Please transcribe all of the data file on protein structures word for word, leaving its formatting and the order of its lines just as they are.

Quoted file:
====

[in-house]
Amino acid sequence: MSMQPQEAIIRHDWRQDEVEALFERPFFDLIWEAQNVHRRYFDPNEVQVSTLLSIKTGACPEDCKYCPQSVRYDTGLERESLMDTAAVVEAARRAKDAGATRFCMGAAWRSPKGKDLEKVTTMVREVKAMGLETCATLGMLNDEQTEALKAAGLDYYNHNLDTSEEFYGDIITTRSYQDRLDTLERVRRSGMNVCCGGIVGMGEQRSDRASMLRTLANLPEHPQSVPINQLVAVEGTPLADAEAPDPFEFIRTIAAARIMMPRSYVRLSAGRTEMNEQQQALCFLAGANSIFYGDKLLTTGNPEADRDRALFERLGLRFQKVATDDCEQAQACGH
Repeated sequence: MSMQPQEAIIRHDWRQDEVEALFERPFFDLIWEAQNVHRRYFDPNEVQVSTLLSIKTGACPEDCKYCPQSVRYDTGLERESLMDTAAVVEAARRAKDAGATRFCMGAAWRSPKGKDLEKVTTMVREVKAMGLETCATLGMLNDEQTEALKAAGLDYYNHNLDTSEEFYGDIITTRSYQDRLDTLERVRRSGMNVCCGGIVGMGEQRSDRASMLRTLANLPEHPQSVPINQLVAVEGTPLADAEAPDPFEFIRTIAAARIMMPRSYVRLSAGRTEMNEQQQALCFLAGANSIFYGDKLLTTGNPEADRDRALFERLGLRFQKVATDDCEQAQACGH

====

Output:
[in-house]
Amino acid sequence: MSMQPQEAIIRHDWRQDEVEALFERPFFDLIWEAQNVHRRYFDPNEVQVSTLLSIKTGACPEDCKYCPQSVRYDTGLERESLMDTAAVVEAARRAKDAGATRFCMGAAWRSPKGKDLEKVTTMVREVKAMGLETCATLGMLNDEQTEALKAAGLDYYNHNLDTSEEFYGDIITTRSYQDRLDTLERVRRSGMNVCCGGIVGMGEQRSDRASMLRTLANLPEHPQSVPINQLVAVEGTPLADAEAPDPFEFIRTIAAARIMMPRSYVRLSAGRTEMNEQQQALCFLAGANSIFYGDKLLTTGNPEADRDRALFERLGLRFQKVATDDCEQAQACGH
Repeated sequence: MSMQPQEAIIRHDWRQDEVEALFERPFFDLIWEAQNVHRRYFDPNEVQVSTLLSIKTGACPEDCKYCPQSVRYDTGLERESLMDTAAVVEAARRAKDAGATRFCMGAAWRSPKGKDLEKVTTMVREVKAMGLETCATLGMLNDEQTEALKAAGLDYYNHNLDTSEEFYGDIITTRSYQDRLDTLERVRRSGMNVCCGGIVGMGEQRSDRASMLRTLANLPEHPQSVPINQLVAVEGTPLADAEAPDPFEFIRTIAAARIMMPRSYVRLSAGRTEMNEQQQALCFLAGANSIFYGDKLLTTGNPEADRDRALFERLGLRFQKVATDDCEQAQACGH